Are you wondering what content marketing is (and isn’t)? Are you trying to figure out how to get started or how to justify a content budget within your organization? Or maybe you are already working with content marketing…but you want to get better results? You’ve come to the right place.
Let’s review first. What is content marketing? Content marketing is a marketing technique of creating and distributing valuable, relevant and consistent content to attract and acquire a clearly defined audience – with the objective of driving profitable customer action. Basically, it is the art of communicating with your customers without selling.
There is a dizzying array of guides, checklists, tools and adaptations available online that explain how to begin your own content marketing plan. Because of the vast quantity, it is hard for some to connect the dots while sifting through this enormous amount of information available.
One simple guide for newbies is “The CMI Content Marketing Framework: 7 Building Blocks to Success.” This guide includes resources, tools, methodologies and more that will provide a framework for success.
Joe Pulizzi, founder of the Content Marketing Institute, said that there are no silver bullets or onesize- fits-all plans that apply to every organization. However, there are some core, common elements across successful content marketing programs. Taking time to complete each of the seven steps with key members of your organization can set you on a path to developing a successful content marketing plan. You will learn the following:
• What questions your content marketing strategy (i.e., “plan”) should answer
• How to engage your audience early, and often, throughout your journey
• The importance of unveiling your brand stories as a way to communicate your company’s passion and purpose
• How to determine which channels will best meet your specific needs
• Methods for turning your content strategy into action, with some concrete processes and resources you can use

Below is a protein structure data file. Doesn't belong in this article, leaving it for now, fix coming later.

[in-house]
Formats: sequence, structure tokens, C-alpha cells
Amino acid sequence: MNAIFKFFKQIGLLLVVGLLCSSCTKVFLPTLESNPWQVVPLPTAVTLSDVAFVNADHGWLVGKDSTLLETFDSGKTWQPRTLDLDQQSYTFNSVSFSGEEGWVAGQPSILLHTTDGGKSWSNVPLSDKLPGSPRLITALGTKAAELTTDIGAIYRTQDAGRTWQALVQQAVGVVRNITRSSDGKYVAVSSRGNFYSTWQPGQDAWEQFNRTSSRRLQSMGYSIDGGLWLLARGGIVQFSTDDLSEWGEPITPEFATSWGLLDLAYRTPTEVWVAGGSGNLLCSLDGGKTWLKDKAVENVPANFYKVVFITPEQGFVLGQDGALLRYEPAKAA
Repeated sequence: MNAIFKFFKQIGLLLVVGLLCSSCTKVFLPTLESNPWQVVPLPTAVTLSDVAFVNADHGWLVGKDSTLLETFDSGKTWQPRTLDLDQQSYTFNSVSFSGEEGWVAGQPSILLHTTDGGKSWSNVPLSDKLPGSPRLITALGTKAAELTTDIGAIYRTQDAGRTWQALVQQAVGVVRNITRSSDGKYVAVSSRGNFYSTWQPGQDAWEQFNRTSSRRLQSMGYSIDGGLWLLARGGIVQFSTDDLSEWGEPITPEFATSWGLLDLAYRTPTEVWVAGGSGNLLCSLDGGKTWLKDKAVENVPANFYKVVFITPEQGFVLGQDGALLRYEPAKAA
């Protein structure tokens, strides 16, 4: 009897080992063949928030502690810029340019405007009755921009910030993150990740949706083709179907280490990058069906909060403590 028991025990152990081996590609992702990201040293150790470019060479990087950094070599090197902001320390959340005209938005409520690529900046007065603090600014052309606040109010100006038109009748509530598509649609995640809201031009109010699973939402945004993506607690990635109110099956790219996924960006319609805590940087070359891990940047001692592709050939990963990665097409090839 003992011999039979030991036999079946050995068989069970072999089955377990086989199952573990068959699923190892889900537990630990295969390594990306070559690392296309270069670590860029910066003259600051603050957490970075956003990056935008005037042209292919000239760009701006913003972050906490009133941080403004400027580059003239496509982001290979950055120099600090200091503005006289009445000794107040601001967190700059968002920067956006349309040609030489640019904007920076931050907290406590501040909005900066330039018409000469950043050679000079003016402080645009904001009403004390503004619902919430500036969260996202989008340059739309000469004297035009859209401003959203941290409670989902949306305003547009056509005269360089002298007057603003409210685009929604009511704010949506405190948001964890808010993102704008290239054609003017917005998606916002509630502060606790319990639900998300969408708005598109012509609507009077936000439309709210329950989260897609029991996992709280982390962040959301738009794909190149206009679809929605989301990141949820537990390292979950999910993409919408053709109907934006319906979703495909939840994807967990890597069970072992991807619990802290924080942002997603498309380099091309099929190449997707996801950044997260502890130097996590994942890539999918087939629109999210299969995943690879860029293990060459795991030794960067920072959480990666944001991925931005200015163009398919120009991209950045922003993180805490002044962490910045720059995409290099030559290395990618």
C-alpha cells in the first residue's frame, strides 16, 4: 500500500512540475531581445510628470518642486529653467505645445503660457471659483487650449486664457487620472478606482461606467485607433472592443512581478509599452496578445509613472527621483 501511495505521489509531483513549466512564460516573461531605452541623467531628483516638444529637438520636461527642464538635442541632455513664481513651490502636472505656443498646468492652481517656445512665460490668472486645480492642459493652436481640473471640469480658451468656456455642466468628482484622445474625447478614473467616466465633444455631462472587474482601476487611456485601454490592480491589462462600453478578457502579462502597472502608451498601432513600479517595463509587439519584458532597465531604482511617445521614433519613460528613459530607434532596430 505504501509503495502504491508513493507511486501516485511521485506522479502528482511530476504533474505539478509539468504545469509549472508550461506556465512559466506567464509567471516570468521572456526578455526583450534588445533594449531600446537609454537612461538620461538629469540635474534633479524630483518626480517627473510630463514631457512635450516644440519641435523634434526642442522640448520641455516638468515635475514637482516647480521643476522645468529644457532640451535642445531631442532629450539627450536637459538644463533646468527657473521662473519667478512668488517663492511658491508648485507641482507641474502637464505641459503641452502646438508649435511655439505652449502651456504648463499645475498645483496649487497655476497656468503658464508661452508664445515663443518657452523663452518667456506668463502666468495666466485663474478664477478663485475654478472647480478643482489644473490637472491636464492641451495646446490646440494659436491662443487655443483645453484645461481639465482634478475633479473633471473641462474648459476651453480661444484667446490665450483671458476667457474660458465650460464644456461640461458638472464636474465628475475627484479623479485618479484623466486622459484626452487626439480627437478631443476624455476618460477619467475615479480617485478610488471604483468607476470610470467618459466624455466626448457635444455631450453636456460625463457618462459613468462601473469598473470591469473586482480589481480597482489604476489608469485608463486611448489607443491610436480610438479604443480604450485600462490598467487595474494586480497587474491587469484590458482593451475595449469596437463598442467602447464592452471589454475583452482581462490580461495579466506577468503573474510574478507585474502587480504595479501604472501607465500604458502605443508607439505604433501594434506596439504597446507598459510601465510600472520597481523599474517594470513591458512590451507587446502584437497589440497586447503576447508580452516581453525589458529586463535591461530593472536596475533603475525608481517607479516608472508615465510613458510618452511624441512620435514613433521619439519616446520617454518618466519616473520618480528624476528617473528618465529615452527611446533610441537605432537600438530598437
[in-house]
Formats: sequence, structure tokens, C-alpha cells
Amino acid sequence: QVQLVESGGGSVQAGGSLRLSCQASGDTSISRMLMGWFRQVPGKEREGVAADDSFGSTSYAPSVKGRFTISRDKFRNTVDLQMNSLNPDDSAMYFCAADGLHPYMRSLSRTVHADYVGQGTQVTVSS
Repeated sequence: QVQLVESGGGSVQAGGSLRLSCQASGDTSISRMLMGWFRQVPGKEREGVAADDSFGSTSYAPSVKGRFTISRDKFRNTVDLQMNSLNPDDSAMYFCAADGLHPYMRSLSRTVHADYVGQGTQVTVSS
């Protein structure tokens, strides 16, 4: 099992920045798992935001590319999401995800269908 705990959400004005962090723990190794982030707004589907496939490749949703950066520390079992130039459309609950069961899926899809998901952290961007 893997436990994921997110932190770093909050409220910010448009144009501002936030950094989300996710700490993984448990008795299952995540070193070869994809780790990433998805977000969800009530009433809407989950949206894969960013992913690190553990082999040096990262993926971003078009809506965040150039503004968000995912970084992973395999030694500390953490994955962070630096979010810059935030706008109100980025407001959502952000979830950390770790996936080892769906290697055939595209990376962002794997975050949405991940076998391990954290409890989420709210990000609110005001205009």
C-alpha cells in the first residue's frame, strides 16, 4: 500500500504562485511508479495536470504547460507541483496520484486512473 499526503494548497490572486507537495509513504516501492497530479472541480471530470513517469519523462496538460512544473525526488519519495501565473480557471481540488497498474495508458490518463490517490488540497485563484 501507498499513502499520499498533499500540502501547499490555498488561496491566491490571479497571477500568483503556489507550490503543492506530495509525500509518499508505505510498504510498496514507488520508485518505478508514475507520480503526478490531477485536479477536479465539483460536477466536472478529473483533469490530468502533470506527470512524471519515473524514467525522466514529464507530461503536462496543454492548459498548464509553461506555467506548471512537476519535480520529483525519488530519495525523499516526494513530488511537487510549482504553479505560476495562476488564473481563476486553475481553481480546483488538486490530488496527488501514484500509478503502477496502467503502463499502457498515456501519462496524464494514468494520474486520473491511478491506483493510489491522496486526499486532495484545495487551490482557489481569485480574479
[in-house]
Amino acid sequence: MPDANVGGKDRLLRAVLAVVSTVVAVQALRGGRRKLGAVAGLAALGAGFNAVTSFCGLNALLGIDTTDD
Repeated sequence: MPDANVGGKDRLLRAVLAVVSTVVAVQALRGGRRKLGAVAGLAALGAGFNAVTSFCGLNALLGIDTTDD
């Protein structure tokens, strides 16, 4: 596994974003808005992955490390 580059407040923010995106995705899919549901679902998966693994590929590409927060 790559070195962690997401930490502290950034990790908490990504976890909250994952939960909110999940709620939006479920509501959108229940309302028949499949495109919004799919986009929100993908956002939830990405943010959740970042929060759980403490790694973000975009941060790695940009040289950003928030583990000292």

• Why listening to the conversation is so crucial (with some simple tips)
• How to develop meaningful — and sustainable — measurement processes that will support your content efforts throughout the long haul.
7 Building Blocks – In a Nutshell
1. Plan Planning should be a continual process. If you are just beginning to build your program, planning might take the form of a business case or a mission statement. For other organizations that have been building a content marketing program for some time, it may be a regular checkpoint to ensure that your programs continue to meet business goals. Regardless, the fundamental purpose should be to best understand who you are, where you are and where you want to be.
2. Audience This is who you are trying to reach to help continually grow your business. This group can contain several different personas and you should consider how your audiences’ needs will change as they go through your sales cycle (from those who know nothing about you to longtime loyalists). Understanding what their different needs are over time will help you start to identify the content they will need to guide them along their buying cycle.
3. Story This is the most important step before developing your content. It’s the big ideas that you represent. It’s what you really do for a living. Your story identifies what your passions are and serves as the foundation for all your future content developments.
4. Channels The content strategy defines your channel strategy— not the other way around. You’ll need a strategic channel strategy in place before you share your stories with the world. Be sure to identify all channels (existing and potential future ones) and explore which ones might be most effective (i.e., what should we stop, start and continue). Make time for editorial planning and budgeting. Identify your metrics for determining the success of each channel.
5. Process Your story is unique, and so too will be your method for telling it. Establish roles and responsibilities, guidelines, and even a schedule. Who does what? What is the style or writing guidelines? What time slots are most effective? How do we converse? Who can help us? Find tools and programs online to help you transform your company into a publishing company.
6. Conversation Your content is now a conversation – a story that needs an audience to respond. A key element of your framework that needs to be nurtured is a connection to, and conversations with, your consumers.
7. Measurement Measure at the beginning, middle and end. What’s working? What isn’t? And what do you need to do to make it work next time? You’ll want to establish a system for monitoring and reporting the results of your activities in a way that makes sense to you and your stakeholders.